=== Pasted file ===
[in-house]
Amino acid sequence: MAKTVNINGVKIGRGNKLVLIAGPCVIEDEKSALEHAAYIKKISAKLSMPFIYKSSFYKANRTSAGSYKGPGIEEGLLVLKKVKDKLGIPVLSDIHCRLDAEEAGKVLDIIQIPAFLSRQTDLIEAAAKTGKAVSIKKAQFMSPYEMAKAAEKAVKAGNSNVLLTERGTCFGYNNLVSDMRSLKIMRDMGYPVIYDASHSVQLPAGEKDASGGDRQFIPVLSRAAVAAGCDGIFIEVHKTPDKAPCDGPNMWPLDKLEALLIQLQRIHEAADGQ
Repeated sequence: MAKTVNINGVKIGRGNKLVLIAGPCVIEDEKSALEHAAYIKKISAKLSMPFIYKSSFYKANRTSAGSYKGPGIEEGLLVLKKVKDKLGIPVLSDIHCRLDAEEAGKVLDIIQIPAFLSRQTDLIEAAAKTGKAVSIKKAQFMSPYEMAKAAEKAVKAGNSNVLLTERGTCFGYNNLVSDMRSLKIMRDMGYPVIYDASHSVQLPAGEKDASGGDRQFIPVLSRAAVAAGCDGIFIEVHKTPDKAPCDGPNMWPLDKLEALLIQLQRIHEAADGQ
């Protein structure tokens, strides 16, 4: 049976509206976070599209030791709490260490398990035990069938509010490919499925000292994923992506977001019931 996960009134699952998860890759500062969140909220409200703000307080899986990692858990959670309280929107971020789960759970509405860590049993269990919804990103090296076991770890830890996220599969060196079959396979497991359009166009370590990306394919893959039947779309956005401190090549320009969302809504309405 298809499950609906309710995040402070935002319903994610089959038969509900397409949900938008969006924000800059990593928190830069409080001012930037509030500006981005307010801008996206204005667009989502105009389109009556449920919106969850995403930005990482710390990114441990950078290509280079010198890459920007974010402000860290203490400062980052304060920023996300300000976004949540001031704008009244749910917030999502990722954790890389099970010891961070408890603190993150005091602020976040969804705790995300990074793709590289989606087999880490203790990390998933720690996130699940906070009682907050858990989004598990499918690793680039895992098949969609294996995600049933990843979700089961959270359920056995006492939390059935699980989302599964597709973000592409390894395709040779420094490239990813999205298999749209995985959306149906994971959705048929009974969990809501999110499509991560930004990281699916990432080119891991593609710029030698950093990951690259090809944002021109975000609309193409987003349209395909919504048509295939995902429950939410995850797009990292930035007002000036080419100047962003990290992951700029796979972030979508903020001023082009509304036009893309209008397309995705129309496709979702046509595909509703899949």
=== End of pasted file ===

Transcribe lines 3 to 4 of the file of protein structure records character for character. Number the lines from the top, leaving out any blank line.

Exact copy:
Repeated sequence: MAKTVNINGVKIGRGNKLVLIAGPCVIEDEKSALEHAAYIKKISAKLSMPFIYKSSFYKANRTSAGSYKGPGIEEGLLVLKKVKDKLGIPVLSDIHCRLDAEEAGKVLDIIQIPAFLSRQTDLIEAAAKTGKAVSIKKAQFMSPYEMAKAAEKAVKAGNSNVLLTERGTCFGYNNLVSDMRSLKIMRDMGYPVIYDASHSVQLPAGEKDASGGDRQFIPVLSRAAVAAGCDGIFIEVHKTPDKAPCDGPNMWPLDKLEALLIQLQRIHEAADGQ
């Protein structure tokens, strides 16, 4: 049976509206976070599209030791709490260490398990035990069938509010490919499925000292994923992506977001019931 996960009134699952998860890759500062969140909220409200703000307080899986990692858990959670309280929107971020789960759970509405860590049993269990919804990103090296076991770890830890996220599969060196079959396979497991359009166009370590990306394919893959039947779309956005401190090549320009969302809504309405 298809499950609906309710995040402070935002319903994610089959038969509900397409949900938008969006924000800059990593928190830069409080001012930037509030500006981005307010801008996206204005667009989502105009389109009556449920919106969850995403930005990482710390990114441990950078290509280079010198890459920007974010402000860290203490400062980052304060920023996300300000976004949540001031704008009244749910917030999502990722954790890389099970010891961070408890603190993150005091602020976040969804705790995300990074793709590289989606087999880490203790990390998933720690996130699940906070009682907050858990989004598990499918690793680039895992098949969609294996995600049933990843979700089961959270359920056995006492939390059935699980989302599964597709973000592409390894395709040779420094490239990813999205298999749209995985959306149906994971959705048929009974969990809501999110499509991560930004990281699916990432080119891991593609710029030698950093990951690259090809944002021109975000609309193409987003349209395909919504048509295939995902429950939410995850797009990292930035007002000036080419100047962003990290992951700029796979972030979508903020001023082009509304036009893309209008397309995705129309496709979702046509595909509703899949």